Valley Pride argues that because Canal used unpaid livestock fees as an affirmative defense in state court and evidence was presented about them, Canal's claim in federal court is inextricably intertwined with the state court judgment and is barred under the Rooker-Feldman doctrine. Canal argues that the doctrine does not apply because the state court action did not decide what amount of direct fees, if any, was owed to it by Valley Pride. Although Canal attempted to have that question decided in the state case by its counterclaim for an accounting, the state court dismissed the counterclaim for lack of standing on Valley Pride's motion. Canal therefore did not have an opportunity in the state action to seek the livestock fees to which it claims it is entitled.
The question before us is whether Canal's federal claim to recover unpaid livestock fees was "inextricably intertwined" with the state court judgment. Feldman, 460 U.S. at 482 n. 16, 486, 103 S. Ct. 1303. That is, whether Canal's claim for an accounting or payment of direct livestock fees "would effectively reverse" the state judgment. Bechtold, 104 F.3d at 1065. In order to determine this we must examine "exactly what the state court held and whether [an award of livestock fees to Canal] requires determining the state court's decision is wrong or would void its ruling." Charchenko v.. City of Stillwater, 47 F.3d 981, 983 (8th Cir. 1995); see Snider v. City of Excelsior Springs, 154 F.3d 809, 811 (8th Cir. 1998).
We have carefully reviewed the state court proceedings and the manner in which the state case was submitted and decided. Canal's counterclaim for an accounting of fees was dismissed at the outset for lack of standing, over its objection and on motion of Valley Pride. The state court did not give any instructions about livestock fees or ask the jury any questions about them. The damage instructions were entirely focused on the compensation sought by Valley Pride and contained no mention of any potential offset. In ruling on Canal's extensive post trial motion, the court merely stated that judgment notwithstanding the verdict was denied because "the jury's verdict and award of damages are reasonably supported by the evidence." It made no comment on the fee argument advanced by Canal. The record does not show that either the court or jury ever made findings of any type about livestock fees and neither had occasion to calculate any fees that might have been owing.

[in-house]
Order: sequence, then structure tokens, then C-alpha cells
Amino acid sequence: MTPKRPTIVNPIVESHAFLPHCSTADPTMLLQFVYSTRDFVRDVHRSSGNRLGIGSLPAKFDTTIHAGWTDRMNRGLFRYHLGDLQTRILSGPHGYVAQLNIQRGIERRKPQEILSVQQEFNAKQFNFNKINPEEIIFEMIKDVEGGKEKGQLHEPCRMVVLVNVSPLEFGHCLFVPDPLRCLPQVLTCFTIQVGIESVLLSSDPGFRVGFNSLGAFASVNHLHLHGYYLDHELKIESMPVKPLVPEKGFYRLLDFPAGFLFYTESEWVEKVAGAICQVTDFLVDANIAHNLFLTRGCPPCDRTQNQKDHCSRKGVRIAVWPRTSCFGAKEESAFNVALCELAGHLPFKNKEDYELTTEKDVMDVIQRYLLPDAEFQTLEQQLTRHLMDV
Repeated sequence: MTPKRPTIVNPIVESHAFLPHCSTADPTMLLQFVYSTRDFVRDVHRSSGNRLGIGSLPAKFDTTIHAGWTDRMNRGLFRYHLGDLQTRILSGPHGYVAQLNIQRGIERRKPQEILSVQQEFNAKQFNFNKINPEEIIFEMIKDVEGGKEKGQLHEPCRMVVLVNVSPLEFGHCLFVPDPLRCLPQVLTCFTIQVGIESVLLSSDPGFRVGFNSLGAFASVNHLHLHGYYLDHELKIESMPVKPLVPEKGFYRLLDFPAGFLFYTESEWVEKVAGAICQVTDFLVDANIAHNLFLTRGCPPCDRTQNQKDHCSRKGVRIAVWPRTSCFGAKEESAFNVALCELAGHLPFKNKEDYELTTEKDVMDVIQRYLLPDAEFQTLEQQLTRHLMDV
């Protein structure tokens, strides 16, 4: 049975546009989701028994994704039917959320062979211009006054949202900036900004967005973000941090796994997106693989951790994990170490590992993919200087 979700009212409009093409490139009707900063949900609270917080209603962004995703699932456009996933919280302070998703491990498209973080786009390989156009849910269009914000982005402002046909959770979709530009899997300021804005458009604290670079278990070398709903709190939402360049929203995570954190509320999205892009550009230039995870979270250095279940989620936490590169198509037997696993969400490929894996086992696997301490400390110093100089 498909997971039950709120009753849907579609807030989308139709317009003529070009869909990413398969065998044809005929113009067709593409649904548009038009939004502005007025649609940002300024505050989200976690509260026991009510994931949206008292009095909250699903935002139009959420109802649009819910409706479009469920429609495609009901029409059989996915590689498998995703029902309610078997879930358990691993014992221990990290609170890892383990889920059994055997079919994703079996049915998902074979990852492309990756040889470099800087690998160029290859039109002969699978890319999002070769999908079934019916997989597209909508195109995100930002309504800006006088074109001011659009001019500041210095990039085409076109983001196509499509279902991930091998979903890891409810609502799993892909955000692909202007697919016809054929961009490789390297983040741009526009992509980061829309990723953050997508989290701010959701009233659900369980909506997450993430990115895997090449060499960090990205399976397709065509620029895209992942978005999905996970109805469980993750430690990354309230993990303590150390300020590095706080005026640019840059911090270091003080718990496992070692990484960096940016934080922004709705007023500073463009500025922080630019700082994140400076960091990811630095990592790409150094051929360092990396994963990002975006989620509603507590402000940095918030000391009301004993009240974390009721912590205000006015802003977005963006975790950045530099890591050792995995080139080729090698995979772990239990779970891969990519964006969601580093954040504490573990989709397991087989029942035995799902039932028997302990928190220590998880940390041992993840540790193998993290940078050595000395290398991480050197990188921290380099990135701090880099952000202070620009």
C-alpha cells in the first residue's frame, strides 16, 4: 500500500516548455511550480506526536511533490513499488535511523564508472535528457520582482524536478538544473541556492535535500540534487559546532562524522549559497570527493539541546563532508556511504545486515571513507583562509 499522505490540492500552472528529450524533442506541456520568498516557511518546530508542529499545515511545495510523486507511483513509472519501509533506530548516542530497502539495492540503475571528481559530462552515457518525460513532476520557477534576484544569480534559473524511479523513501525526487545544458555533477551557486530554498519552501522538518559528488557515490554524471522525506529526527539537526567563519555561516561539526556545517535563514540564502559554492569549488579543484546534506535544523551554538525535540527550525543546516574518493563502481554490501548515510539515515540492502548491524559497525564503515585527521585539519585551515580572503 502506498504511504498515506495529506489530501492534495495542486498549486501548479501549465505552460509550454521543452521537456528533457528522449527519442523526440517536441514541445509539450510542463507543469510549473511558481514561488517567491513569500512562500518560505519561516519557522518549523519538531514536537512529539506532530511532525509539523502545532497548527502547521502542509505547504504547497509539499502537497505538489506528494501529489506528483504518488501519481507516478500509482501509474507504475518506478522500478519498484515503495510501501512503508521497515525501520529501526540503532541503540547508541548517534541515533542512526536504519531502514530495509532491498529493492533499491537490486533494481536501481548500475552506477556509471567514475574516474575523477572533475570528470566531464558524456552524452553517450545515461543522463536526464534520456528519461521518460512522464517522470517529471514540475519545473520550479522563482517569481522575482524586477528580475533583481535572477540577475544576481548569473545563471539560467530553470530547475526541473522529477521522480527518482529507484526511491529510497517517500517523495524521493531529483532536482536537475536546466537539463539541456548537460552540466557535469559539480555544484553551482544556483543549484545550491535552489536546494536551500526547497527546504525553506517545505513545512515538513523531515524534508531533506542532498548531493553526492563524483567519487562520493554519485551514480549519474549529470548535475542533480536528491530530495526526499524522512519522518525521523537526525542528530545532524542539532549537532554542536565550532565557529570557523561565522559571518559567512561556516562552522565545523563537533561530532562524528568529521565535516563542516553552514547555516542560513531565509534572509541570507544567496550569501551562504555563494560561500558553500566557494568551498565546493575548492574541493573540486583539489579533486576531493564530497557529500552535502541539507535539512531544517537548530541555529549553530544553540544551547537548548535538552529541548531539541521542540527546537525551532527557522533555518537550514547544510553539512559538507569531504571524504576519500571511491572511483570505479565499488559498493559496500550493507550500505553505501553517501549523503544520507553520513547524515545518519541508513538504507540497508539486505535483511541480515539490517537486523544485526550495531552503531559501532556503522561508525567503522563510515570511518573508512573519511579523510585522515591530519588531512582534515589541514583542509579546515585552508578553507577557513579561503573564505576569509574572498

The jury returned a verdict in favor of Valley Pride on its contract claim, but we do not know what subsidiary findings it made. Given the way the case was submitted, it cannot be known what the jury may or may not have decided about livestock fees, but it is known that Canal's counterclaim was eliminated for lack of standing.
The issue of nonpayment of fees as a breach defense is not identical to the issue of whether Valley Pride owed any type of livestock fees and in what amount. The latter question was the subject of the dismissed counterclaim, and it was not submitted to the jury or decided in the state action. Once Valley Pride moved to dismiss the counterclaim for lack of standing and the court granted the motion, Canal's attempt to obtain compensation from Valley Pride for unpaid fees was not in the case. If the court had ruled differently, or the parties had taken action to obtain reassignment of the rights or to join UMS, all the issues could have been determined in the state case. As it was, the state court did not have occasion to determine whether Canal could recover fees if it once again obtained standing, and neither the jury in its verdict nor the trial court in its rulings ever announced any finding that Valley Pride was not liable for direct livestock fees.